Research out of the University of Kent, conducted with the assistance of Australian collaborators, demonstrates that elite endurance athletes have a superior ability to resist mental fatigue.
The research team, led by Professor Samuele Marcora, Director of Research in Kent’s School of Sport and Exercise Sciences, compared the performance of 11 professional cyclists and nine recreational cyclists in various tests. Unsurprisingly, the pros outperformed the weekend warriors in a simulated time trial in the lab. However, an additional finding showed that the recreational cyclists also slowed down after performing a computerised cognitive task to induce mental fatigue, whereas the subsequent time trial performance of pro cyclists was not affected.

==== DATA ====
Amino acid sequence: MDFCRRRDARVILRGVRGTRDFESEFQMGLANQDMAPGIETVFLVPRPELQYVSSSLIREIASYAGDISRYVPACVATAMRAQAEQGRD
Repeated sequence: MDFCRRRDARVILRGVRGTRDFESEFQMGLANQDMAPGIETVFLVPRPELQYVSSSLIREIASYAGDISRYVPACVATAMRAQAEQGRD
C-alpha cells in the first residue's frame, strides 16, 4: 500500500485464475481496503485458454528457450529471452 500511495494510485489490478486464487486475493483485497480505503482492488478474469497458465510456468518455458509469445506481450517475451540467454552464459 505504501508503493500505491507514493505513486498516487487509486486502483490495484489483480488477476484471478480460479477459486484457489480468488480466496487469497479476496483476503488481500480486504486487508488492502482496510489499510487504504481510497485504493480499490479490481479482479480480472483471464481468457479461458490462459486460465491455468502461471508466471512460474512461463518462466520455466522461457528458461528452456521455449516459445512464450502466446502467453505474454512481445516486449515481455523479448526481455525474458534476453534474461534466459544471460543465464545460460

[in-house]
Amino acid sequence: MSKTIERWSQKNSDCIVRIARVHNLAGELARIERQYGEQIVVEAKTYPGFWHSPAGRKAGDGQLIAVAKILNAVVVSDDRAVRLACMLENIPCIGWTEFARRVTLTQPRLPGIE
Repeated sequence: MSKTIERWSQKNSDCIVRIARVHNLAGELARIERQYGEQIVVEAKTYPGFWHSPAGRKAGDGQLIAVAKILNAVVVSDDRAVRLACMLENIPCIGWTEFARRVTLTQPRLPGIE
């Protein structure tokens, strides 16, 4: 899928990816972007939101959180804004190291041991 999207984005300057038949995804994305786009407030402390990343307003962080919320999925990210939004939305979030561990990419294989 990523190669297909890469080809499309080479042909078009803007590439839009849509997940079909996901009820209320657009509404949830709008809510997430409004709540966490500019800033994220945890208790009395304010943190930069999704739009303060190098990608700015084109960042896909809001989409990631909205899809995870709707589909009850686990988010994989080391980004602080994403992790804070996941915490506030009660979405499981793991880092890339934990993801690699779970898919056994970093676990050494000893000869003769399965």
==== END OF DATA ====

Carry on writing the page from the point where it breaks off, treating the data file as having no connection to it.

The pro cyclists also performed better than the recreational cyclists in the computerised cognitive task, which measures ‘inhibitory control’ or willpower. According to Marcora, who coauthored a report on the study that was published in the journal PLOS ONE, entitled “Superior Inhibitory Control and Resistance to Mental Fatigue in Professional Road Cyclists”, stated that the two effects go hand in hand because improving resistance to mental fatigue should bolster willpower during the latter stages of a competition or race. Although largely hereditary, he speculates that superior willpower and resistance to mental fatigue can be trained through hard physical training and the demanding lifestyle of elite endurance athletes.